The storage industry is in an odd position. On one end, there are streaming services opening up to the Indian market and with better internet penetration, the need for more storage has sort of dwindled. However, the advent of better smartphone has unleashed a lot of user generated content in the form of personal photos and videos. And they all need a place to go, which is why we’re seeing NAS devices slowly gaining more traction. Let’s take a look at some of the best devices of 2017.
Zero1 2017 Winner : Synology DS918+
A better CPU, more RAM, two M.2 slots are what makes the DS918+ stand out from the other units we’ve received. Performance-wise, the DS918+ has an older SoC but it’s a 4C4T as compared to the others which are all 2C2T. Having more physical cores has always been better and that’s certainly reflected in our benchmarks as well. When you talk about Synology, you need to take into account their OS, DSM, as well. In this case, DSM has really come a long way since we last held our comparison test a year back. The UI seems more intuitive for a layman who’s brought their first NAS. There’s one significant downside to the DS918+ and that’s the lack of an HDMI port which would have allowed direct connection to a TV. However, most TVs these days come with network capabilities, so we can understand this change in direction.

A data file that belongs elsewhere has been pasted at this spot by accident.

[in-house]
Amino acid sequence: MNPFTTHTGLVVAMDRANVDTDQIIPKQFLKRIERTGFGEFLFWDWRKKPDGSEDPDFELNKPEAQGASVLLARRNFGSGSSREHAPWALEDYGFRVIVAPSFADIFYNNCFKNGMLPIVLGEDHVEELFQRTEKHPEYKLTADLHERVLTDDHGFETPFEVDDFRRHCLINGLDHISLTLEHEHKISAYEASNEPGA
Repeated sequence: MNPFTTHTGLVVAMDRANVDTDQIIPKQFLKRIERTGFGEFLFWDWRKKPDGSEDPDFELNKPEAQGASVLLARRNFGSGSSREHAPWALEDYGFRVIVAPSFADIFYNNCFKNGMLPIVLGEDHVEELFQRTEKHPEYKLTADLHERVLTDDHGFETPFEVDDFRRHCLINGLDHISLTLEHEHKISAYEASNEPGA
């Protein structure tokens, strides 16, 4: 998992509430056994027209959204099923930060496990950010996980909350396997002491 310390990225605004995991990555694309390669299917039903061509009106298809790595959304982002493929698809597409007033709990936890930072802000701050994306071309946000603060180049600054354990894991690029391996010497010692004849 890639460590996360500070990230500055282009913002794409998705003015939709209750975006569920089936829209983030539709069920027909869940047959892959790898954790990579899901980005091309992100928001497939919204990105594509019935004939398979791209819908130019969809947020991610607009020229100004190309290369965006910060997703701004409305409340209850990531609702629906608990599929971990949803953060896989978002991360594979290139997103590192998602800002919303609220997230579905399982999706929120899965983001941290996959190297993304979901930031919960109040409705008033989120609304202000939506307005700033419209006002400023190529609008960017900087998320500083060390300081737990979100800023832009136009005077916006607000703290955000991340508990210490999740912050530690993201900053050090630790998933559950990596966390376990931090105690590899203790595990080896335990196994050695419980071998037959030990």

The Synology DS918+ brings a lot of features to the table and gives you the option of picking Btrfs which is sort of the newest kid on the block when it comes to file systems for enhanced data protection. The M.2 slots on the bottom are a great addition which really pushes the boundaries of performance. So you can see why it won the Zero1 Award for 2017.
Runner-up : NETGEAR ReadyNAS 424
The NETGEAR ReadyNAS 424 is part of the new lineup powered by Intel’s ULP Denverton SoCs. The ReadyNAS 424, in particular, has the Atom C3338 (2 cores, 2 threads) for all the heavy lifting. The Denverton SoCs offer upwards of 70% improvement in certain benchmarks compared to the previous gen so we’re going to see more consistent performance with greater number of simultaneously connected users. The ReadyNAS 424 is built really well, there’s a 92 mm fan which managed to keep the unit running at 36 degrees celsius event while we were streaming 4 different movies off it. The front panel has a very clean look and the USB 3.0 port is located inside the front panel shielding it from dust. The bay doors don’t have a turn-key lock which is still fine since you’re not going to be swapping drives so frequently. Performance wise, we’re looking at file copy speeds of about 106 MBps which is practically as high as can be on a GbE network. As for trace based tests such as the NASPT content creation test, we managed to get 11.3 MBps. Transferring data via USB 3.0 was equally impressive as well with peak FAT write speeds hovering around 88 MBps. Overall, the ReadyNAS 424 is a pretty great NAS aimed at the SOHO market.